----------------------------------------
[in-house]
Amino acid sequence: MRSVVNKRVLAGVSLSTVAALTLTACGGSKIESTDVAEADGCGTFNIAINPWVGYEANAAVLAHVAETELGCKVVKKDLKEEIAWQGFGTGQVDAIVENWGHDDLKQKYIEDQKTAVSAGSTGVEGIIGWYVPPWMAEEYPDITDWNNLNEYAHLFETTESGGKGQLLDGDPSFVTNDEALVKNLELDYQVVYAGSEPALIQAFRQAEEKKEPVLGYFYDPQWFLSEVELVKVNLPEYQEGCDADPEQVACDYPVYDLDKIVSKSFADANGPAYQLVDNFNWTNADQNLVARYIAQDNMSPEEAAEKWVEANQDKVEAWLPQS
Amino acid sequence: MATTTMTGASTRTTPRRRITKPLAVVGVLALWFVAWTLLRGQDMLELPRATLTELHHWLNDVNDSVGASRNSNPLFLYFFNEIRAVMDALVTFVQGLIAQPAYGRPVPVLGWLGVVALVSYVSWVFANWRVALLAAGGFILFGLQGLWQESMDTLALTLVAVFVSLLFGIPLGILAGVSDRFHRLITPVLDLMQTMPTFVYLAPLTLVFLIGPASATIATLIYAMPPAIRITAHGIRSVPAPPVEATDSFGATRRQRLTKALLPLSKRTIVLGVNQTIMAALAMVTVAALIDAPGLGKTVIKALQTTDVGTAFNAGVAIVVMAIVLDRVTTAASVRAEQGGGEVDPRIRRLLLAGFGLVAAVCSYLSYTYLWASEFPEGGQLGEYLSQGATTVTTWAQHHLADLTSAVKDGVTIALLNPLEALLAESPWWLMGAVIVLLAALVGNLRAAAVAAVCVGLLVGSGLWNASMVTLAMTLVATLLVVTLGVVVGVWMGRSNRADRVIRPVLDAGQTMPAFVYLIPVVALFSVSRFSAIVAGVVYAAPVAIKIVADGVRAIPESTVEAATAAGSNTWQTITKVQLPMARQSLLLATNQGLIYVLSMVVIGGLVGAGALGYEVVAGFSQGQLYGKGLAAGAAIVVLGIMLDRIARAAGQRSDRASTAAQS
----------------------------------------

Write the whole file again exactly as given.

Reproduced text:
[in-house]
Amino acid sequence: MRSVVNKRVLAGVSLSTVAALTLTACGGSKIESTDVAEADGCGTFNIAINPWVGYEANAAVLAHVAETELGCKVVKKDLKEEIAWQGFGTGQVDAIVENWGHDDLKQKYIEDQKTAVSAGSTGVEGIIGWYVPPWMAEEYPDITDWNNLNEYAHLFETTESGGKGQLLDGDPSFVTNDEALVKNLELDYQVVYAGSEPALIQAFRQAEEKKEPVLGYFYDPQWFLSEVELVKVNLPEYQEGCDADPEQVACDYPVYDLDKIVSKSFADANGPAYQLVDNFNWTNADQNLVARYIAQDNMSPEEAAEKWVEANQDKVEAWLPQS
Amino acid sequence: MATTTMTGASTRTTPRRRITKPLAVVGVLALWFVAWTLLRGQDMLELPRATLTELHHWLNDVNDSVGASRNSNPLFLYFFNEIRAVMDALVTFVQGLIAQPAYGRPVPVLGWLGVVALVSYVSWVFANWRVALLAAGGFILFGLQGLWQESMDTLALTLVAVFVSLLFGIPLGILAGVSDRFHRLITPVLDLMQTMPTFVYLAPLTLVFLIGPASATIATLIYAMPPAIRITAHGIRSVPAPPVEATDSFGATRRQRLTKALLPLSKRTIVLGVNQTIMAALAMVTVAALIDAPGLGKTVIKALQTTDVGTAFNAGVAIVVMAIVLDRVTTAASVRAEQGGGEVDPRIRRLLLAGFGLVAAVCSYLSYTYLWASEFPEGGQLGEYLSQGATTVTTWAQHHLADLTSAVKDGVTIALLNPLEALLAESPWWLMGAVIVLLAALVGNLRAAAVAAVCVGLLVGSGLWNASMVTLAMTLVATLLVVTLGVVVGVWMGRSNRADRVIRPVLDAGQTMPAFVYLIPVVALFSVSRFSAIVAGVVYAAPVAIKIVADGVRAIPESTVEAATAAGSNTWQTITKVQLPMARQSLLLATNQGLIYVLSMVVIGGLVGAGALGYEVVAGFSQGQLYGKGLAAGAAIVVLGIMLDRIARAAGQRSDRASTAAQS